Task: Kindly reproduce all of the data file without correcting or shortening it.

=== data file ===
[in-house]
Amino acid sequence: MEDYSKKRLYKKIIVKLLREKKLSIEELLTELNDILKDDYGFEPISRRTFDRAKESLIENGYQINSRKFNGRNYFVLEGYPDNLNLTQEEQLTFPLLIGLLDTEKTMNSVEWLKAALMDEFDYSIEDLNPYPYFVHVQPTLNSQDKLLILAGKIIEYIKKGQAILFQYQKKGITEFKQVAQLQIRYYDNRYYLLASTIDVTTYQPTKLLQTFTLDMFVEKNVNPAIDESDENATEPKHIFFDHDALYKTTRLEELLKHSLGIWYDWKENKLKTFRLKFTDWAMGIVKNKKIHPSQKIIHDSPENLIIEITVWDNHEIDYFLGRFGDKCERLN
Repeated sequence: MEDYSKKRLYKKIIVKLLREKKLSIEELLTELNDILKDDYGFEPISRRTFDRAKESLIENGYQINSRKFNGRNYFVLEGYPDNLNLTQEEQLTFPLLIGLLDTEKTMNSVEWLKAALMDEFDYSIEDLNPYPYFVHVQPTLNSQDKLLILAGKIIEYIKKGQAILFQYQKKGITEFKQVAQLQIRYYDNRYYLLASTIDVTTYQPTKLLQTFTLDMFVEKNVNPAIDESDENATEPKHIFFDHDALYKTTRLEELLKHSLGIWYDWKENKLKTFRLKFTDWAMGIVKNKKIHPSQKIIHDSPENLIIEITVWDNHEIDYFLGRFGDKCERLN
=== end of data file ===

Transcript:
[in-house]
Amino acid sequence: MEDYSKKRLYKKIIVKLLREKKLSIEELLTELNDILKDDYGFEPISRRTFDRAKESLIENGYQINSRKFNGRNYFVLEGYPDNLNLTQEEQLTFPLLIGLLDTEKTMNSVEWLKAALMDEFDYSIEDLNPYPYFVHVQPTLNSQDKLLILAGKIIEYIKKGQAILFQYQKKGITEFKQVAQLQIRYYDNRYYLLASTIDVTTYQPTKLLQTFTLDMFVEKNVNPAIDESDENATEPKHIFFDHDALYKTTRLEELLKHSLGIWYDWKENKLKTFRLKFTDWAMGIVKNKKIHPSQKIIHDSPENLIIEITVWDNHEIDYFLGRFGDKCERLN
Repeated sequence: MEDYSKKRLYKKIIVKLLREKKLSIEELLTELNDILKDDYGFEPISRRTFDRAKESLIENGYQINSRKFNGRNYFVLEGYPDNLNLTQEEQLTFPLLIGLLDTEKTMNSVEWLKAALMDEFDYSIEDLNPYPYFVHVQPTLNSQDKLLILAGKIIEYIKKGQAILFQYQKKGITEFKQVAQLQIRYYDNRYYLLASTIDVTTYQPTKLLQTFTLDMFVEKNVNPAIDESDENATEPKHIFFDHDALYKTTRLEELLKHSLGIWYDWKENKLKTFRLKFTDWAMGIVKNKKIHPSQKIIHDSPENLIIEITVWDNHEIDYFLGRFGDKCERLN